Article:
Nigeria's Boko Haram crisis: Dozens of women feared abducted

 


Boko Haram, classified as a terrorist organization, is suspected of being behind the abduction of dozens of displaced people in northeastern Nigeria. The victims, primarily women residing in a camp in Gamboru Ngala town, had fled their homes due to attacks by insurgents.


The abductions occurred while the group ventured out to gather firewood for cooking or selling, according to locals. Reports on the number of kidnapped individuals vary widely, ranging from nearly 50 to over 300.


The incident occurred several days ago but is only now coming to light due to Gamboru Ngala's remote location, where communication infrastructure has been destroyed by jihadists. Residents sometimes travel to neighboring Cameroon to make phone calls.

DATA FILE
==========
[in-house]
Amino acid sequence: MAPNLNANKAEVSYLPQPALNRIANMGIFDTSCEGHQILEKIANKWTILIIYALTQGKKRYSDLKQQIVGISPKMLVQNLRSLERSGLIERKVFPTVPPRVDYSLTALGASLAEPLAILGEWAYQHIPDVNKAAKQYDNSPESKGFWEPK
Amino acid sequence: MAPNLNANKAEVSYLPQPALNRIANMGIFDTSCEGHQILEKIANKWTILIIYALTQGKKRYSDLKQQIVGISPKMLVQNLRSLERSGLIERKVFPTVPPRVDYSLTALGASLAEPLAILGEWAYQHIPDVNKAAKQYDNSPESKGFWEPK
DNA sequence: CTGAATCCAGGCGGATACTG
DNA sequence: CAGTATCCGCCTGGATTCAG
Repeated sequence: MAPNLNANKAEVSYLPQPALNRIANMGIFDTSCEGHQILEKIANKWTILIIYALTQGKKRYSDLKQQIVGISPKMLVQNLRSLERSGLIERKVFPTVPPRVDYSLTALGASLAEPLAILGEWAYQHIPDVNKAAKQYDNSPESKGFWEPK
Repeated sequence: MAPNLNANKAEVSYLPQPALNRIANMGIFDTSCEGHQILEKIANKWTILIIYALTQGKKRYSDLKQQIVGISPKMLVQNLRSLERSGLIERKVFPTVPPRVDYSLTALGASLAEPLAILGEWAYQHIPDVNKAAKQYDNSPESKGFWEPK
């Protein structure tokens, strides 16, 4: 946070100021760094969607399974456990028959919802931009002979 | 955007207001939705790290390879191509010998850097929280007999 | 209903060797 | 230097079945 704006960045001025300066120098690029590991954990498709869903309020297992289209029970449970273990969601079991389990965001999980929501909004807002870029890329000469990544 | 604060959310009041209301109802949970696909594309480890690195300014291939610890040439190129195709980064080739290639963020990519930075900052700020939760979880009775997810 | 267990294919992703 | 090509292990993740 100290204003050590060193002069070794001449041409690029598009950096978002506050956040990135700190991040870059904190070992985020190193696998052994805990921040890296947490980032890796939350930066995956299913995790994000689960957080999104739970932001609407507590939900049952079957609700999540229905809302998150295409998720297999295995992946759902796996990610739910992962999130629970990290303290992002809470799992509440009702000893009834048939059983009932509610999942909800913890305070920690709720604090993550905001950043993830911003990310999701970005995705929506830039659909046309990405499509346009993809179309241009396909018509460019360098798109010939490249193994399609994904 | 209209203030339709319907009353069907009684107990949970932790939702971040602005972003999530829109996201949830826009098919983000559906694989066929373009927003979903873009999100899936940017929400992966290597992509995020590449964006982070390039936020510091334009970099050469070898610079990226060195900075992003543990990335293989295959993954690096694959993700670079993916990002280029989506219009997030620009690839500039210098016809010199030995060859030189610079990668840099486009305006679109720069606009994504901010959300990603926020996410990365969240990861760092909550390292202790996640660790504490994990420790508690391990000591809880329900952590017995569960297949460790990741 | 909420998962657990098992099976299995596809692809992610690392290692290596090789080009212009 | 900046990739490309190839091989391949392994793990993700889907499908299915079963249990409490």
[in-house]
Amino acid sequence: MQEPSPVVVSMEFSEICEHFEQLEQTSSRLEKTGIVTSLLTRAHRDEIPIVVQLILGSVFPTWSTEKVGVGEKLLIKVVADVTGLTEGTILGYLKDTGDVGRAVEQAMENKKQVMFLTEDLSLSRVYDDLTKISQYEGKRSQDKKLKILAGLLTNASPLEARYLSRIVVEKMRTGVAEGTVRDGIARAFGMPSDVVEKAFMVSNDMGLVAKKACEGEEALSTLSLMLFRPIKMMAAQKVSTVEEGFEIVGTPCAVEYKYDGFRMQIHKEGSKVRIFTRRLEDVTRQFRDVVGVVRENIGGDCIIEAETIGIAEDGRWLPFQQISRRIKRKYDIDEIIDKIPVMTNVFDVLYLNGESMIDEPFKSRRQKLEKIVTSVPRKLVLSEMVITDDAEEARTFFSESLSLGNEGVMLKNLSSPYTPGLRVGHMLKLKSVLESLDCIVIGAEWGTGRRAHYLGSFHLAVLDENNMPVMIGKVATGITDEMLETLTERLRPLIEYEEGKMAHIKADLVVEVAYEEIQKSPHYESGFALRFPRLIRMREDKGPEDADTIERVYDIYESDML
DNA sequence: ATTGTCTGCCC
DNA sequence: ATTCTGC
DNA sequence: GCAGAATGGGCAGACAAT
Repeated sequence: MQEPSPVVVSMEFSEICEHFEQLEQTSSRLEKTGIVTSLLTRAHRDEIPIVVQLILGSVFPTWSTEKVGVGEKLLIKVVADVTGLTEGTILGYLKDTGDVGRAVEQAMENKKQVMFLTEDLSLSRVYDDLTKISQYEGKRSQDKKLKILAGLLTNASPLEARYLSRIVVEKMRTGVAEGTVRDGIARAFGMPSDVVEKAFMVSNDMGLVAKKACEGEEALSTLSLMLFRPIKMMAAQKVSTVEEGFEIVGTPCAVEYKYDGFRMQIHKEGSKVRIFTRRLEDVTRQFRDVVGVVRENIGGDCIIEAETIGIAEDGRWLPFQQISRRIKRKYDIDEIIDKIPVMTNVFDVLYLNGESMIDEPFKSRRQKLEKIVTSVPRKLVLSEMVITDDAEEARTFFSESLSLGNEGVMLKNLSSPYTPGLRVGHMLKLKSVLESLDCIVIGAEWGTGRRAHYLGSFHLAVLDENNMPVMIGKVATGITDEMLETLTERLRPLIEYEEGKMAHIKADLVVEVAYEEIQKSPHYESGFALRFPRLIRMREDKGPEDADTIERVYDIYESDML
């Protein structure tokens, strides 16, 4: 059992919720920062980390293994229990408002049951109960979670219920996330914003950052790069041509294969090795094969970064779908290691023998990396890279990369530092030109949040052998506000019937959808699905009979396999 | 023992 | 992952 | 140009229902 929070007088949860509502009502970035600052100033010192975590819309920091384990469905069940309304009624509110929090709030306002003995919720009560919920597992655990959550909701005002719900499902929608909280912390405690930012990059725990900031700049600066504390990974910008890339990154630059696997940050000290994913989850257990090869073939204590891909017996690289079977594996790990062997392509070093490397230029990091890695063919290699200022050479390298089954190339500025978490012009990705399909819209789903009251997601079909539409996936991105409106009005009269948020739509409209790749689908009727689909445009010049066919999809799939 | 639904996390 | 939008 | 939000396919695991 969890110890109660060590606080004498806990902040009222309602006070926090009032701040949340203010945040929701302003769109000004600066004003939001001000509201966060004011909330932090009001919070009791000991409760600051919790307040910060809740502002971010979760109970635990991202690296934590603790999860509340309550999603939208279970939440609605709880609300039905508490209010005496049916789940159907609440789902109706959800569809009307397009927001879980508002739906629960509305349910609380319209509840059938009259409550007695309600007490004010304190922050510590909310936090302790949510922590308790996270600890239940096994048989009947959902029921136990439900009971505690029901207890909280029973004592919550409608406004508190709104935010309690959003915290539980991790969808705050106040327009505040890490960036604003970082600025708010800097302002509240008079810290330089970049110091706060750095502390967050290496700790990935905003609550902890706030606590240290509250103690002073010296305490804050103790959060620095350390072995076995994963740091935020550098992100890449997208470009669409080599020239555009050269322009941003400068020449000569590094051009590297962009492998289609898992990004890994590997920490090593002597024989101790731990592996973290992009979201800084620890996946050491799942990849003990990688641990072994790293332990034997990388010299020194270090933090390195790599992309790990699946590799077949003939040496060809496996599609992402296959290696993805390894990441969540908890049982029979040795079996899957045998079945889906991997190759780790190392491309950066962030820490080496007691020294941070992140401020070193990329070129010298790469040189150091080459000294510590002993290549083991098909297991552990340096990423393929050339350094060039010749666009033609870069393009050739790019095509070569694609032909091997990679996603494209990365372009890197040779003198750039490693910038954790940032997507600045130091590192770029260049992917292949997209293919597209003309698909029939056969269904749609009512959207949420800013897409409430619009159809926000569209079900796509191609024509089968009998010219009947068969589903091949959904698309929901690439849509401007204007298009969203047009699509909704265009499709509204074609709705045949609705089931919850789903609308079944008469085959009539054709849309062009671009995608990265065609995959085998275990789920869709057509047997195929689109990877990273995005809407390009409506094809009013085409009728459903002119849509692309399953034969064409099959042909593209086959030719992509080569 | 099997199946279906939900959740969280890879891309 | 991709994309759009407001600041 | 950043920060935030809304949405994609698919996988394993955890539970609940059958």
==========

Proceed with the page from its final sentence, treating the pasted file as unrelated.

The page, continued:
Borno state authorities have deployed a response team to the area where the abduction took place but have not provided further details. The road leading to the town has been closed off.


These abductions coincide with statements from Borno state government asserting that 95% of Boko Haram fighters are either deceased or have surrendered. However, neither the state nor federal government has commented on the recent abductions. The local government chairman, Umar Mohammed, confirmed the kidnappings without specifying the number of victims.


A resident of Gamboru Ngala claimed that 113 individuals were taken by Boko Haram militants, stating that over 200 displaced people had ventured out to collect firewood but were abducted, leaving only the very young and elderly behind.


An anti-jihadist militia leader in the area, Shehu Mada, attributed the abductions to an offshoot of Boko Haram known as the Islamic State of West Africa Province (Iswap). According to him, a headcount revealed that 47 women were captured while others managed to escape.


The insurgency in northern Nigeria, which began in 2009, has claimed over 40,000 lives and displaced two million people.

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